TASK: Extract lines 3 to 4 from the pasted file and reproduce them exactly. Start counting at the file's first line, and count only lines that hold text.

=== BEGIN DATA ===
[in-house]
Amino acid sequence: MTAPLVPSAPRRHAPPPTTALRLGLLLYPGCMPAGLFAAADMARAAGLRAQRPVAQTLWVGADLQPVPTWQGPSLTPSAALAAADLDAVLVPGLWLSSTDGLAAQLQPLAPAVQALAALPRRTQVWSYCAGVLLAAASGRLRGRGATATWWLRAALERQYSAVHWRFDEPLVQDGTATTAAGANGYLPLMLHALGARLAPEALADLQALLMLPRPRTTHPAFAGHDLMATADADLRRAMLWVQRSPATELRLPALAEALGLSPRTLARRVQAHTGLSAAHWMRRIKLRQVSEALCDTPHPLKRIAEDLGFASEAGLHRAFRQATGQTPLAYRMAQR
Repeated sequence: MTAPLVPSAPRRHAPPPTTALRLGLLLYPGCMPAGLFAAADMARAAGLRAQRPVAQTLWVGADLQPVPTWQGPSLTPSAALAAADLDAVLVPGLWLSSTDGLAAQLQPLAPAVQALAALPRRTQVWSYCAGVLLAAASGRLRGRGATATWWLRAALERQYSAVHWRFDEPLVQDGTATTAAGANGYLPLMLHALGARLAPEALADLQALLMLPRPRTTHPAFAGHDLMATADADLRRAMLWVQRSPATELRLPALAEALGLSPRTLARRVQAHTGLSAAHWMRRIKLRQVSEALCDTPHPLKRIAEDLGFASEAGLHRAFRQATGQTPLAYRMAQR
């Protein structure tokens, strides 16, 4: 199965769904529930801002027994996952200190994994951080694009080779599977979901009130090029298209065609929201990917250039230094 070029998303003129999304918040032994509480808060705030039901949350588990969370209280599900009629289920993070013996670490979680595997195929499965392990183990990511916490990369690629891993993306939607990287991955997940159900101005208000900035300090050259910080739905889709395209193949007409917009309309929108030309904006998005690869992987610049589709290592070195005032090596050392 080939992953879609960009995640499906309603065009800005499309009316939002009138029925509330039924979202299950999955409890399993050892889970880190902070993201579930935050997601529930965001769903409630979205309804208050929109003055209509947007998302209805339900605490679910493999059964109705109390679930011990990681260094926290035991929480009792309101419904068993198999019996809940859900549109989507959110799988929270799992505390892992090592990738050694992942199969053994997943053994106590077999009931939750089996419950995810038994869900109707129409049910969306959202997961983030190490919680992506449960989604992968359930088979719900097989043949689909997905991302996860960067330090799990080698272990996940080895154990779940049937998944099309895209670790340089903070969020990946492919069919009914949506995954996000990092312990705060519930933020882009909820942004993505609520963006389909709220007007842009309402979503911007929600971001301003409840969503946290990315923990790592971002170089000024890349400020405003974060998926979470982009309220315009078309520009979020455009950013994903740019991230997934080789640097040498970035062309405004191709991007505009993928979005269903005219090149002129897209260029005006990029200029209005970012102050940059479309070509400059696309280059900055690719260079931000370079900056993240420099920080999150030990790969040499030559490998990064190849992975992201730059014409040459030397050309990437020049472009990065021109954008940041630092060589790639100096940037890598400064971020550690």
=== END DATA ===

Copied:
Repeated sequence: MTAPLVPSAPRRHAPPPTTALRLGLLLYPGCMPAGLFAAADMARAAGLRAQRPVAQTLWVGADLQPVPTWQGPSLTPSAALAAADLDAVLVPGLWLSSTDGLAAQLQPLAPAVQALAALPRRTQVWSYCAGVLLAAASGRLRGRGATATWWLRAALERQYSAVHWRFDEPLVQDGTATTAAGANGYLPLMLHALGARLAPEALADLQALLMLPRPRTTHPAFAGHDLMATADADLRRAMLWVQRSPATELRLPALAEALGLSPRTLARRVQAHTGLSAAHWMRRIKLRQVSEALCDTPHPLKRIAEDLGFASEAGLHRAFRQATGQTPLAYRMAQR
């Protein structure tokens, strides 16, 4: 199965769904529930801002027994996952200190994994951080694009080779599977979901009130090029298209065609929201990917250039230094 070029998303003129999304918040032994509480808060705030039901949350588990969370209280599900009629289920993070013996670490979680595997195929499965392990183990990511916490990369690629891993993306939607990287991955997940159900101005208000900035300090050259910080739905889709395209193949007409917009309309929108030309904006998005690869992987610049589709290592070195005032090596050392 080939992953879609960009995640499906309603065009800005499309009316939002009138029925509330039924979202299950999955409890399993050892889970880190902070993201579930935050997601529930965001769903409630979205309804208050929109003055209509947007998302209805339900605490679910493999059964109705109390679930011990990681260094926290035991929480009792309101419904068993198999019996809940859900549109989507959110799988929270799992505390892992090592990738050694992942199969053994997943053994106590077999009931939750089996419950995810038994869900109707129409049910969306959202997961983030190490919680992506449960989604992968359930088979719900097989043949689909997905991302996860960067330090799990080698272990996940080895154990779940049937998944099309895209670790340089903070969020990946492919069919009914949506995954996000990092312990705060519930933020882009909820942004993505609520963006389909709220007007842009309402979503911007929600971001301003409840969503946290990315923990790592971002170089000024890349400020405003974060998926979470982009309220315009078309520009979020455009950013994903740019991230997934080789640097040498970035062309405004191709991007505009993928979005269903005219090149002129897209260029005006990029200029209005970012102050940059479309070509400059696309280059900055690719260079931000370079900056993240420099920080999150030990790969040499030559490998990064190849992975992201730059014409040459030397050309990437020049472009990065021109954008940041630092060589790639100096940037890598400064971020550690």